Recent reports indicate the Whatcom County housing market continues to slowly improve.
Last month Whatcom County real estate agents sold 224 homes and condominiums, a 21.7 percent increase compared to July 2011, according to data from the Northwest Multiple Listing Service. However, last month's total is down from June, when 271 homes and condos were sold.
Whatcom County also continued its trend of rising prices. The median price for homes and condos sold in July was $254,800, a 3.5 percent increase compared to a year earlier.
The median price for homes and condos sold last month across 21 counties the NWMLS serves was $254,900.
Foreclosure notices in Whatcom County also remain at a lower level than in previous years. According to RealtyTrac, an online database for foreclosure property, this area received 45 foreclosure filing notices in July, down from 48 a year earlier. The foreclosure filing rate in Whatcom County was one per 2,015 housing units last month - better than the state (one per 814 housing units) and the national (one per 686) rates.
With housing prices slowly rising, Whatcom's home affordability index has started to fall. According to the Runstad Center for Real Estate Studies at the University of Washington, Whatcom's housing affordability index was 142.7 in the second quarter of 2012, down from 153.5 in the first quarter. The first-quarter index was the highest (meaning most affordable) for Whatcom County since it started in 1994.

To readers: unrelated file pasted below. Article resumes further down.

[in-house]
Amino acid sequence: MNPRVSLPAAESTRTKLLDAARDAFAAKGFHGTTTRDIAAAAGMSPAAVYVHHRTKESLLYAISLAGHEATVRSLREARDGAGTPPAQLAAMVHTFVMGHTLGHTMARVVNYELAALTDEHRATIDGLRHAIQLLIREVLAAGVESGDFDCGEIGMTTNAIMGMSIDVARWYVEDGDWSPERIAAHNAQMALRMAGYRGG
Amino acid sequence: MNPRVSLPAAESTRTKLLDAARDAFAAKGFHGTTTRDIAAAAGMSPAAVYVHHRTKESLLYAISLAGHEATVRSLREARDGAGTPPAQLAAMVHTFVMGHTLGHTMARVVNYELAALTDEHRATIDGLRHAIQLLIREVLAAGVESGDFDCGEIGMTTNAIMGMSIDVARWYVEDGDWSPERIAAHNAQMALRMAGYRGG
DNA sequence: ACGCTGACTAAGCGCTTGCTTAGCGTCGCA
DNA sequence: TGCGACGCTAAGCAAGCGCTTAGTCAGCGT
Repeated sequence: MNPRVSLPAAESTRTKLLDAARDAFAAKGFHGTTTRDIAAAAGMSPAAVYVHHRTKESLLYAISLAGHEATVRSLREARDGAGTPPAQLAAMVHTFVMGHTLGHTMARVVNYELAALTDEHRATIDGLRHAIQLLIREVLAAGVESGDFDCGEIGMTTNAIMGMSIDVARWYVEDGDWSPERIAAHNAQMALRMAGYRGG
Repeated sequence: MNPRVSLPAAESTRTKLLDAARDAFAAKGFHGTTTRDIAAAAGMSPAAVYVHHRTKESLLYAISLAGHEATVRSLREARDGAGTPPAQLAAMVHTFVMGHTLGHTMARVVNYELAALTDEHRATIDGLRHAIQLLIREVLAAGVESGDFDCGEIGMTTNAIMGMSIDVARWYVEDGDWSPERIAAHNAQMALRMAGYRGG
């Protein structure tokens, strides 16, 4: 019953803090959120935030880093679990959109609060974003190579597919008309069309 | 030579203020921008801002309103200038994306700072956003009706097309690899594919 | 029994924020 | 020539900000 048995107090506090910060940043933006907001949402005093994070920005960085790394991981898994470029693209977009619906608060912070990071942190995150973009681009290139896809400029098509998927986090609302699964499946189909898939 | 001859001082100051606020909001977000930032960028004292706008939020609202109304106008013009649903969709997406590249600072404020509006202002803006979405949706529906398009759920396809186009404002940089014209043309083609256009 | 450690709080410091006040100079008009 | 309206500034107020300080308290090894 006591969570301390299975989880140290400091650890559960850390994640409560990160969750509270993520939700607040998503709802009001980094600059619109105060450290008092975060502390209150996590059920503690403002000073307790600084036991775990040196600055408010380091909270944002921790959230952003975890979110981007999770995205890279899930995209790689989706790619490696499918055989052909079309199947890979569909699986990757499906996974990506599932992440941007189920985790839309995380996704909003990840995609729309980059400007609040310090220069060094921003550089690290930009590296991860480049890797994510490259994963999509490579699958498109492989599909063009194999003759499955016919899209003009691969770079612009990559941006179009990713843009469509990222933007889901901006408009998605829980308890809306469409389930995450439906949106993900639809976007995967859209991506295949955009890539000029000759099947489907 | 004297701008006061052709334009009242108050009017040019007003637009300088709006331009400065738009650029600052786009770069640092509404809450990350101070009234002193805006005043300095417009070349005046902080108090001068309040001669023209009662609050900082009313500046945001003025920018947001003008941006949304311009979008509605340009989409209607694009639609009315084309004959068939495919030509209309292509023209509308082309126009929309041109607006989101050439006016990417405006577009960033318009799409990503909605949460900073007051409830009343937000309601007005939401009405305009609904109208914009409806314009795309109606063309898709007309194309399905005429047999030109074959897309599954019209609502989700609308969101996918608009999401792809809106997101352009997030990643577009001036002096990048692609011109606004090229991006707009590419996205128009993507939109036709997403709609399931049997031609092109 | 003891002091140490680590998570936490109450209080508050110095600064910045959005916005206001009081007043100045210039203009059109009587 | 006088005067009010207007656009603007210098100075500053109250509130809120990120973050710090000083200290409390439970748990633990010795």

The affordability index measures the ability of a typical family to make payments on a median-priced home. With Whatcom County's latest index number, a family earning the median income has 42.7 percent more income than the bare minimum required to qualify to purchase a median-priced home with a 20 percent down payment and a 30-year mortgage.
The affordability index across the state was 169 last quarter, still making it affordable for median-income families, said Glenn Crellin, associate director of the center.
"While the market appears to be improving, the sluggish economy combined with a continuing overhang of distressed properties means a sustained recovery is still tenuous," Crellin said.
Reach DAVE GALLAGHER at firstname.lastname@example.org or call 715-2269. Visit his business blog online at blogs.bellinghamherald.com/business or get updates on Twitter at twitter.com/BhamHeraldBiz.